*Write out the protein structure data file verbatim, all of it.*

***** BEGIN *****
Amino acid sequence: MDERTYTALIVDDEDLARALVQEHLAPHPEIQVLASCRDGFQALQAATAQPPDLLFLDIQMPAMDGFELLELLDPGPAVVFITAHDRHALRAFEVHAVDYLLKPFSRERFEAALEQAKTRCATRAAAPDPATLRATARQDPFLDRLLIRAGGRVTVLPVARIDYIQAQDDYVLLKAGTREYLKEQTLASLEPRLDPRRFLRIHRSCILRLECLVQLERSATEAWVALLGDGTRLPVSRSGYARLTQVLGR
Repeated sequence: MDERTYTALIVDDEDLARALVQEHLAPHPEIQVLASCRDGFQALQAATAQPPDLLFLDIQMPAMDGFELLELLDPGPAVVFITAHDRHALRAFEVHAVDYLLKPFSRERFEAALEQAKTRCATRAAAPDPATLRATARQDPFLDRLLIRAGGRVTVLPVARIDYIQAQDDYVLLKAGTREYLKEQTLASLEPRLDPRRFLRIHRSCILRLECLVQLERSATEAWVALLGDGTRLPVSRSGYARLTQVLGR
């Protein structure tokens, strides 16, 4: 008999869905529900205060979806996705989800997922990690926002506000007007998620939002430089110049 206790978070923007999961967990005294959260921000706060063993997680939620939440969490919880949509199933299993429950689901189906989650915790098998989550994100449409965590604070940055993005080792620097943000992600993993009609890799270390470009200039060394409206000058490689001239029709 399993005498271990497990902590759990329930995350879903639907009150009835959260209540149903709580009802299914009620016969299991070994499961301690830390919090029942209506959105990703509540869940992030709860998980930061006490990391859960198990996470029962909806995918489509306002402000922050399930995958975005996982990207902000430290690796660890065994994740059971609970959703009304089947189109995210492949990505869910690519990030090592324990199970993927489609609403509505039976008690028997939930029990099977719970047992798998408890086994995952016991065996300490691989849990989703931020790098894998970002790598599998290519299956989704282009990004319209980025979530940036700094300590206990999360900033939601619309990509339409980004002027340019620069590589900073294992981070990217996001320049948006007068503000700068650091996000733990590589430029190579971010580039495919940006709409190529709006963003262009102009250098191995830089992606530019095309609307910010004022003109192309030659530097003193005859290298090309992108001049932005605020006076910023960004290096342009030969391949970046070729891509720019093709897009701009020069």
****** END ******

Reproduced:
Amino acid sequence: MDERTYTALIVDDEDLARALVQEHLAPHPEIQVLASCRDGFQALQAATAQPPDLLFLDIQMPAMDGFELLELLDPGPAVVFITAHDRHALRAFEVHAVDYLLKPFSRERFEAALEQAKTRCATRAAAPDPATLRATARQDPFLDRLLIRAGGRVTVLPVARIDYIQAQDDYVLLKAGTREYLKEQTLASLEPRLDPRRFLRIHRSCILRLECLVQLERSATEAWVALLGDGTRLPVSRSGYARLTQVLGR
Repeated sequence: MDERTYTALIVDDEDLARALVQEHLAPHPEIQVLASCRDGFQALQAATAQPPDLLFLDIQMPAMDGFELLELLDPGPAVVFITAHDRHALRAFEVHAVDYLLKPFSRERFEAALEQAKTRCATRAAAPDPATLRATARQDPFLDRLLIRAGGRVTVLPVARIDYIQAQDDYVLLKAGTREYLKEQTLASLEPRLDPRRFLRIHRSCILRLECLVQLERSATEAWVALLGDGTRLPVSRSGYARLTQVLGR
């Protein structure tokens, strides 16, 4: 008999869905529900205060979806996705989800997922990690926002506000007007998620939002430089110049 206790978070923007999961967990005294959260921000706060063993997680939620939440969490919880949509199933299993429950689901189906989650915790098998989550994100449409965590604070940055993005080792620097943000992600993993009609890799270390470009200039060394409206000058490689001239029709 399993005498271990497990902590759990329930995350879903639907009150009835959260209540149903709580009802299914009620016969299991070994499961301690830390919090029942209506959105990703509540869940992030709860998980930061006490990391859960198990996470029962909806995918489509306002402000922050399930995958975005996982990207902000430290690796660890065994994740059971609970959703009304089947189109995210492949990505869910690519990030090592324990199970993927489609609403509505039976008690028997939930029990099977719970047992798998408890086994995952016991065996300490691989849990989703931020790098894998970002790598599998290519299956989704282009990004319209980025979530940036700094300590206990999360900033939601619309990509339409980004002027340019620069590589900073294992981070990217996001320049948006007068503000700068650091996000733990590589430029190579971010580039495919940006709409190529709006963003262009102009250098191995830089992606530019095309609307910010004022003109192309030659530097003193005859290298090309992108001049932005605020006076910023960004290096342009030969391949970046070729891509720019093709897009701009020069």